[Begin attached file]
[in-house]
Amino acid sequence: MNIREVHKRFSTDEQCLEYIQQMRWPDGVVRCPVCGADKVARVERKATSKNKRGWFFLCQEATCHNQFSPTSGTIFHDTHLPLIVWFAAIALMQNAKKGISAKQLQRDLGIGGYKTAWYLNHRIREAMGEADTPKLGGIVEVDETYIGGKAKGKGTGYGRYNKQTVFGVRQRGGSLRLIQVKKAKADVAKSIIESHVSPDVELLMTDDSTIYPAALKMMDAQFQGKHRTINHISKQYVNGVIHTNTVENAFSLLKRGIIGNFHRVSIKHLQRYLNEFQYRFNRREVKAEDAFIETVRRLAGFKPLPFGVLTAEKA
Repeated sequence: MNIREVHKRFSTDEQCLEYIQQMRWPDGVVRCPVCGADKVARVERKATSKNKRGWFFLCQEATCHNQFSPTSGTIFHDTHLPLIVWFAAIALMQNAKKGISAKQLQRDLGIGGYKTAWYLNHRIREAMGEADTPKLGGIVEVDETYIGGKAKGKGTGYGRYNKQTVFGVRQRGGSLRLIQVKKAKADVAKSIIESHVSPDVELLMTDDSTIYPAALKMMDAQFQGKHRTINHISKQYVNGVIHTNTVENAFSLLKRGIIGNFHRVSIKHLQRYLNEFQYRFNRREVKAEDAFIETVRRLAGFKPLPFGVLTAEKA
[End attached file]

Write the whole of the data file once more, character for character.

[in-house]
Amino acid sequence: MNIREVHKRFSTDEQCLEYIQQMRWPDGVVRCPVCGADKVARVERKATSKNKRGWFFLCQEATCHNQFSPTSGTIFHDTHLPLIVWFAAIALMQNAKKGISAKQLQRDLGIGGYKTAWYLNHRIREAMGEADTPKLGGIVEVDETYIGGKAKGKGTGYGRYNKQTVFGVRQRGGSLRLIQVKKAKADVAKSIIESHVSPDVELLMTDDSTIYPAALKMMDAQFQGKHRTINHISKQYVNGVIHTNTVENAFSLLKRGIIGNFHRVSIKHLQRYLNEFQYRFNRREVKAEDAFIETVRRLAGFKPLPFGVLTAEKA
Repeated sequence: MNIREVHKRFSTDEQCLEYIQQMRWPDGVVRCPVCGADKVARVERKATSKNKRGWFFLCQEATCHNQFSPTSGTIFHDTHLPLIVWFAAIALMQNAKKGISAKQLQRDLGIGGYKTAWYLNHRIREAMGEADTPKLGGIVEVDETYIGGKAKGKGTGYGRYNKQTVFGVRQRGGSLRLIQVKKAKADVAKSIIESHVSPDVELLMTDDSTIYPAALKMMDAQFQGKHRTINHISKQYVNGVIHTNTVENAFSLLKRGIIGNFHRVSIKHLQRYLNEFQYRFNRREVKAEDAFIETVRRLAGFKPLPFGVLTAEKA